Taking up #BreastiesStrong, women fight back against N.B. pastor's "shaming" remarks
Comments posted on Facebook by a New Brunswick pastor have sparked a firestorm of controversy and a new hashtag: #BreastieStrong.
A post by Sussex, N.B. pastor Rev. Philip Hutchings criticized women whose selfies “conveniently” include their chest.
Hutchings, the founder and leader of Higher Life Christian Centre in Sussex, has since deleted the post.
But many women who feel his words amounted to shaming are fighting back by posting selfies taken from above and hashtagging them #BreastieStrong.
“They are trying to promote the confidence instead of the shaming,” said Sarah Cunningham Kay, who took action on her Facebook page to fight back against the pastor’s post.
That post reads: “Dear insecure women…please stop conveniently including your chest in your selfies. Don’t need your weird aerial views. We are embarrassed for you…no really…we are. I know you’re trying to makeup for other losses…but let’s be honest…the whole pic is a loss. #AgainstBreasties (Breast + Selfies) PLEASE SHARE…LET’S SAVE LIVES!”
Now the term “Breastie” is catching on.
“In essence, it’s a selfie taken from above, which is a flattering angle for most people, and just so happens that a chest happens to be in it,” said Jesse Lynn Jenkins, a tattoo artist based in Sussex.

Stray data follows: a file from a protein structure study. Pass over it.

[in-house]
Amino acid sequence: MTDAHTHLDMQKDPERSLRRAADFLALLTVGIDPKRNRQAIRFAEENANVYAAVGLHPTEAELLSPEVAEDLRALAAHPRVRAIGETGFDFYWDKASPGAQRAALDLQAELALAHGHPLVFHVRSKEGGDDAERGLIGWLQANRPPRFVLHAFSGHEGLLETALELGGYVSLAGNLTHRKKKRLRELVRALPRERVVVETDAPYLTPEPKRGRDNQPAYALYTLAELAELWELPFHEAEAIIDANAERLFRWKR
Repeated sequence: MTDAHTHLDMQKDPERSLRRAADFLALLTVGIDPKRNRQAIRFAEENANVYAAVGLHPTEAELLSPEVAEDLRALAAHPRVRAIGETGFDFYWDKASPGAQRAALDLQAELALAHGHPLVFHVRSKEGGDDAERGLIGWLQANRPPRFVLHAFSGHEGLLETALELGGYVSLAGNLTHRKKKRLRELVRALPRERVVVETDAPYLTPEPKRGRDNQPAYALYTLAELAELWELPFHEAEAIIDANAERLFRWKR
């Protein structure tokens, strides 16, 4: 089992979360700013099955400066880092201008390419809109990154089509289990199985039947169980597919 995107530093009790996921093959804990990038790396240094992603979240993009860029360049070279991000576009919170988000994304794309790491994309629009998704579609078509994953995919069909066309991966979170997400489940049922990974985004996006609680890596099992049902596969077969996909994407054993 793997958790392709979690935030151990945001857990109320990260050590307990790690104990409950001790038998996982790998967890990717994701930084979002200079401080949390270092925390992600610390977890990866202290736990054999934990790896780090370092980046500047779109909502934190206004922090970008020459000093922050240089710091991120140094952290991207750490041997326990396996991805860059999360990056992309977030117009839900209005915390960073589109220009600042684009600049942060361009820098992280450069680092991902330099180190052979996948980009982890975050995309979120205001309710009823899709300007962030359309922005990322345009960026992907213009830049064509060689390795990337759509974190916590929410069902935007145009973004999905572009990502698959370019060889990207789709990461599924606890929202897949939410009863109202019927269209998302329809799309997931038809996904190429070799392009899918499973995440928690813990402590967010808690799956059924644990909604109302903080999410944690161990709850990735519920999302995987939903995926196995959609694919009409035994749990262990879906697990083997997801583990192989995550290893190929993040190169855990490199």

Cunningham Kay said she’s pleased with how much “Breastie” backlash Hutchings’ comments have received.
“That’s awesome. When I go through my Facebook page, like all these people are posting and it’s not provocative pictures; they’re just pictures of us everyday,” she said.
CTV News made several attempts to contact Hutchings through social media and over the phone, but has yet to receive a response.
Staff at the Higher Life Christian Centre said Hutchings had left the country for meetings.
Members of the centre interviewed by CTV News said they agreed with the pastor’s words, but declined to be interviewed on camera.
With files from CTV Atlantic’s Ashley Blackford